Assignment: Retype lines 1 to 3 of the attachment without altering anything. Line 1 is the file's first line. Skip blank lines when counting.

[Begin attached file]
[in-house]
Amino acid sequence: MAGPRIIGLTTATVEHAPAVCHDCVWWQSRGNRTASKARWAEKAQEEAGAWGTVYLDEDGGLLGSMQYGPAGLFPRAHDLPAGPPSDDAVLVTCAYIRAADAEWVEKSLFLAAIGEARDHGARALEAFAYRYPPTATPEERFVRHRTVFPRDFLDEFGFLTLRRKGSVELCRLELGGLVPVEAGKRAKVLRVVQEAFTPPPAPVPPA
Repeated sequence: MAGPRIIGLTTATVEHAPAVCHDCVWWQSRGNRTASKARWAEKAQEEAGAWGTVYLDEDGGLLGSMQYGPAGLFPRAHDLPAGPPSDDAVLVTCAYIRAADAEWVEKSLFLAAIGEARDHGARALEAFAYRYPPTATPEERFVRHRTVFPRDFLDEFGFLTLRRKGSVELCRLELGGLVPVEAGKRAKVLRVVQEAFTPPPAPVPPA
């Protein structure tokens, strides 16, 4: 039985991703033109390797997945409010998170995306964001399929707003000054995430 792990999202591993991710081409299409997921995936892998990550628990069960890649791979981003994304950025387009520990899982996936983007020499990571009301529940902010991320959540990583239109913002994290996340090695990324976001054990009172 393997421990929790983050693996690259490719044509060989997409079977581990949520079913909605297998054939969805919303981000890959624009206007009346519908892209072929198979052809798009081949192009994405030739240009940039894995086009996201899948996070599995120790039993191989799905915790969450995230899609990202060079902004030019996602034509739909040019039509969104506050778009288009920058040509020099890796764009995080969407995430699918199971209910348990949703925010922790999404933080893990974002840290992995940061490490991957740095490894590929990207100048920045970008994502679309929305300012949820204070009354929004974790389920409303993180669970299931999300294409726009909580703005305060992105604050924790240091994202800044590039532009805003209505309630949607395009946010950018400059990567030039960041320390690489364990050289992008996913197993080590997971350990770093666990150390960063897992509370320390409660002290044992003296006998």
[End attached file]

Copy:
[in-house]
Amino acid sequence: MAGPRIIGLTTATVEHAPAVCHDCVWWQSRGNRTASKARWAEKAQEEAGAWGTVYLDEDGGLLGSMQYGPAGLFPRAHDLPAGPPSDDAVLVTCAYIRAADAEWVEKSLFLAAIGEARDHGARALEAFAYRYPPTATPEERFVRHRTVFPRDFLDEFGFLTLRRKGSVELCRLELGGLVPVEAGKRAKVLRVVQEAFTPPPAPVPPA
Repeated sequence: MAGPRIIGLTTATVEHAPAVCHDCVWWQSRGNRTASKARWAEKAQEEAGAWGTVYLDEDGGLLGSMQYGPAGLFPRAHDLPAGPPSDDAVLVTCAYIRAADAEWVEKSLFLAAIGEARDHGARALEAFAYRYPPTATPEERFVRHRTVFPRDFLDEFGFLTLRRKGSVELCRLELGGLVPVEAGKRAKVLRVVQEAFTPPPAPVPPA